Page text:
Story by Philip Lawder: Winner

16th December 2011

An entry into our 2011 Short Story Competition on the theme of Starlight

“Reckon it’s going to be clear tonight, Billy.”

We’d waited a week for this.

I looked across at Uncle Jake. He was peeping at me over his copy of Farmers Weekly, a deeply lined face under the striped bobble hat that never seemed to leave his head, indoors or out. I grinned back.

Through the farmhouse window, I could see the sun setting behind Lacock Hill. The sky around it was a rich, deep blue and the light scattered and bounced across the snow-covered fields, throwing around a casual kaleidoscope of colours. Bare trees stood proudly, their branches stretched and still, the deepest black against the sun’s final, defiant glow.

Even the last few damp, misty days had held for me a magic in their mystery. Uncle Jake called me ‘the little townie’ for good reason. The view from my bedroom window at home was of the Chinese restaurant opposite and a constant stream of traffic.

“So, what time are we setting out, Uncle Jake?” I liked ‘setting out’; it sounded like a real expedition.

“’Bout eight, I’d say. It’ll be good and dark by then, and we’ll have had time for a spot of tea first.”

My Aunt Mary’s idea of a spot of tea consisted of a large meat pie with at least three vegetables, piles of potatoes and a freshly made apple crumble to follow, all washed down by mugs of thick, sugary tea.

By seven, we were finished and cleared up. Time crawled by the way it does when you’re longing for something to start. Finally, the minute hand on the old wall clock shuddered towards the top of the hour.

This was going to be the highlight of my stay, a fox hunt, just the two of us. No torches, of course, just, the light of the full moon. Not that Uncle Jake was particularly bothered about foxes; he had no chickens, just cows, and foxes stayed clear of them. Hunting was a country tradition, though, and traditions mattered.

We had talked about it for years, at least the five years that I’d spent the school holidays with them, the five years since my Mum had died. ‘When you’re old enough, young Billy’ had been the constant refrain and now, this year, it was finally happening. I was twelve now, and had started to get that feeling that you’re part of something bigger, that there’s a lot of world out there. This would be a step into that world.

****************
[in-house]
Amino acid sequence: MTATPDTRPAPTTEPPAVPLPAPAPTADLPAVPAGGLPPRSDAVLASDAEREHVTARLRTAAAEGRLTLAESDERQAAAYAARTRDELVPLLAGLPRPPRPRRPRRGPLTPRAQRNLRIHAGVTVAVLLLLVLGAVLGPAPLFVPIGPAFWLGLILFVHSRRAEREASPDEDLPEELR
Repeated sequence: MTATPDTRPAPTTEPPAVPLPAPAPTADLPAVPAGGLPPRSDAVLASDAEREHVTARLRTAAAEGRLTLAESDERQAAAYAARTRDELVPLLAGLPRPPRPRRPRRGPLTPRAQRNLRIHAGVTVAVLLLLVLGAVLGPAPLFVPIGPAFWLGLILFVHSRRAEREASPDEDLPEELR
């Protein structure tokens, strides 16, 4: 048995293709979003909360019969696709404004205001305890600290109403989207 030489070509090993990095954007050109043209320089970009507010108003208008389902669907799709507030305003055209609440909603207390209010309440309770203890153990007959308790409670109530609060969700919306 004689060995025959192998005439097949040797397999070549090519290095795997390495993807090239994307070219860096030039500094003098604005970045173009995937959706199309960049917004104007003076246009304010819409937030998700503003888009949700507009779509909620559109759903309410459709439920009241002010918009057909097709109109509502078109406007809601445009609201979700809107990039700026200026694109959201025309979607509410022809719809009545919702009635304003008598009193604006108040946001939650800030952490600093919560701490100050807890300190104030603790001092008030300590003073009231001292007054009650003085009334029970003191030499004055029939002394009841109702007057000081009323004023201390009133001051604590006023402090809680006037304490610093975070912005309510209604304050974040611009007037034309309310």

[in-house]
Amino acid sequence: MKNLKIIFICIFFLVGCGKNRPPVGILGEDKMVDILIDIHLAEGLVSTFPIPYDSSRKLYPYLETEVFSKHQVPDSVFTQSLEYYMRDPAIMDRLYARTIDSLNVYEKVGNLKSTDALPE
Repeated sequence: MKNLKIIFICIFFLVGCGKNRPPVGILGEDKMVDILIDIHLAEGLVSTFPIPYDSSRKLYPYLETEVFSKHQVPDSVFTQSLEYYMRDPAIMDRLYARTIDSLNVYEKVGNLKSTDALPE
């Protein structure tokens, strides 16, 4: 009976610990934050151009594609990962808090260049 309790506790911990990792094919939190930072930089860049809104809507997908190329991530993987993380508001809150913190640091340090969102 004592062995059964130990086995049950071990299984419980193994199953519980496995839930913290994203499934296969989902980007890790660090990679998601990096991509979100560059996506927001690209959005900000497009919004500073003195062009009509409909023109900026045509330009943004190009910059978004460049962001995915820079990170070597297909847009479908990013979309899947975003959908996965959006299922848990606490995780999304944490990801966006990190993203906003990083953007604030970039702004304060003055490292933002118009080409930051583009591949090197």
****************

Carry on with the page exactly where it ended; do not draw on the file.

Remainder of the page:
We wrapped up warm, scarf, gloves, extra socks, bobble hat for me too and layers of jumpers topped by a heavy coat. I could hardly move my arms but I knew how the cold, unstopped by buildings, could really cut through you. The last thing I wanted was to have to come home early because I was too cold. That would have been what children did.

Uncle Jake pulled down the long rifle from the wall. I’d been allowed to use it, shooting old cans and stones on the farmyard, but this was different; this was real. He tucked the gun under his arm and we set off.

“You look after him now, Jacob,” called Aunt Mary from the door.

“Don’t you worry, I’ll bring him back alive. That’s if the fox don’t get him,” and he gave me a big nudge with his elbow that nearly sent me flying into the flowerbed.

We walked out across the rutted farmyard and into the lane that wound down the valley towards the village. The moon was up and so bright that the trees cast blue-black shadows across the ground. The snow, too, had taken on a bluish glow that intensified in the dips to a cave-like darkness. After a few hundred yards, Uncle Jake guided me through a gate and into one of the meadows. The cows had long ago been brought indoors and there was a stillness as we crunched across the untrodden snow. Uncle Jake touched my arm.

“Stop, lad. Listen and look.”